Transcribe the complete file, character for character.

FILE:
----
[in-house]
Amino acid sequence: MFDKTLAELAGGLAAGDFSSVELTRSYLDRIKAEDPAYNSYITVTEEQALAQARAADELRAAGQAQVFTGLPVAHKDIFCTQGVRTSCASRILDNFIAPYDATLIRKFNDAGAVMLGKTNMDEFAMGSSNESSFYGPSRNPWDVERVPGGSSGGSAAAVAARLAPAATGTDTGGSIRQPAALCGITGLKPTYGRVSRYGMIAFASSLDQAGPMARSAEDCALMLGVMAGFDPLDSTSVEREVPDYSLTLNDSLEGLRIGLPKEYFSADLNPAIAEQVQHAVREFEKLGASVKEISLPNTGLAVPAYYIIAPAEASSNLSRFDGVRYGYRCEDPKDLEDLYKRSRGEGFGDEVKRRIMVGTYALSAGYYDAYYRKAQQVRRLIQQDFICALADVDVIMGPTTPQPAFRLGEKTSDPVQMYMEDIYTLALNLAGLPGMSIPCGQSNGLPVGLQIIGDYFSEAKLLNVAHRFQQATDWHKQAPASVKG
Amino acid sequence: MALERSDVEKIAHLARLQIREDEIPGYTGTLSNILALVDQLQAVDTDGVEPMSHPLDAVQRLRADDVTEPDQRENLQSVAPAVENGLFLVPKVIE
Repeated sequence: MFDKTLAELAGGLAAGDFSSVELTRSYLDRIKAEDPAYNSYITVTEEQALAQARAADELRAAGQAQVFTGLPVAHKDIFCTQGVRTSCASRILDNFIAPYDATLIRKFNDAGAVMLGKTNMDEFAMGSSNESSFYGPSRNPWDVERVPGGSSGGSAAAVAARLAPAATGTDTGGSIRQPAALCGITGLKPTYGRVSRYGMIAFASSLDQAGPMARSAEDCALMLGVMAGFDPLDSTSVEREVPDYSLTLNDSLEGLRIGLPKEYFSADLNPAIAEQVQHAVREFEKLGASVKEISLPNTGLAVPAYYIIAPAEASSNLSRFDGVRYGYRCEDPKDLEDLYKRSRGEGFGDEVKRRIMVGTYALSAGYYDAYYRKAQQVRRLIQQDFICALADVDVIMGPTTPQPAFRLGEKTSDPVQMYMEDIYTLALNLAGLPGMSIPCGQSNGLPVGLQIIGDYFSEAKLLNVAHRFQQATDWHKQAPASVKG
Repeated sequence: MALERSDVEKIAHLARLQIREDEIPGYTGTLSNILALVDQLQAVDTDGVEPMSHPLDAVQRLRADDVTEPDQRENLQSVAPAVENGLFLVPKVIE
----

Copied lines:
[in-house]
Amino acid sequence: MFDKTLAELAGGLAAGDFSSVELTRSYLDRIKAEDPAYNSYITVTEEQALAQARAADELRAAGQAQVFTGLPVAHKDIFCTQGVRTSCASRILDNFIAPYDATLIRKFNDAGAVMLGKTNMDEFAMGSSNESSFYGPSRNPWDVERVPGGSSGGSAAAVAARLAPAATGTDTGGSIRQPAALCGITGLKPTYGRVSRYGMIAFASSLDQAGPMARSAEDCALMLGVMAGFDPLDSTSVEREVPDYSLTLNDSLEGLRIGLPKEYFSADLNPAIAEQVQHAVREFEKLGASVKEISLPNTGLAVPAYYIIAPAEASSNLSRFDGVRYGYRCEDPKDLEDLYKRSRGEGFGDEVKRRIMVGTYALSAGYYDAYYRKAQQVRRLIQQDFICALADVDVIMGPTTPQPAFRLGEKTSDPVQMYMEDIYTLALNLAGLPGMSIPCGQSNGLPVGLQIIGDYFSEAKLLNVAHRFQQATDWHKQAPASVKG
Amino acid sequence: MALERSDVEKIAHLARLQIREDEIPGYTGTLSNILALVDQLQAVDTDGVEPMSHPLDAVQRLRADDVTEPDQRENLQSVAPAVENGLFLVPKVIE
Repeated sequence: MFDKTLAELAGGLAAGDFSSVELTRSYLDRIKAEDPAYNSYITVTEEQALAQARAADELRAAGQAQVFTGLPVAHKDIFCTQGVRTSCASRILDNFIAPYDATLIRKFNDAGAVMLGKTNMDEFAMGSSNESSFYGPSRNPWDVERVPGGSSGGSAAAVAARLAPAATGTDTGGSIRQPAALCGITGLKPTYGRVSRYGMIAFASSLDQAGPMARSAEDCALMLGVMAGFDPLDSTSVEREVPDYSLTLNDSLEGLRIGLPKEYFSADLNPAIAEQVQHAVREFEKLGASVKEISLPNTGLAVPAYYIIAPAEASSNLSRFDGVRYGYRCEDPKDLEDLYKRSRGEGFGDEVKRRIMVGTYALSAGYYDAYYRKAQQVRRLIQQDFICALADVDVIMGPTTPQPAFRLGEKTSDPVQMYMEDIYTLALNLAGLPGMSIPCGQSNGLPVGLQIIGDYFSEAKLLNVAHRFQQATDWHKQAPASVKG
Repeated sequence: MALERSDVEKIAHLARLQIREDEIPGYTGTLSNILALVDQLQAVDTDGVEPMSHPLDAVQRLRADDVTEPDQRENLQSVAPAVENGLFLVPKVIE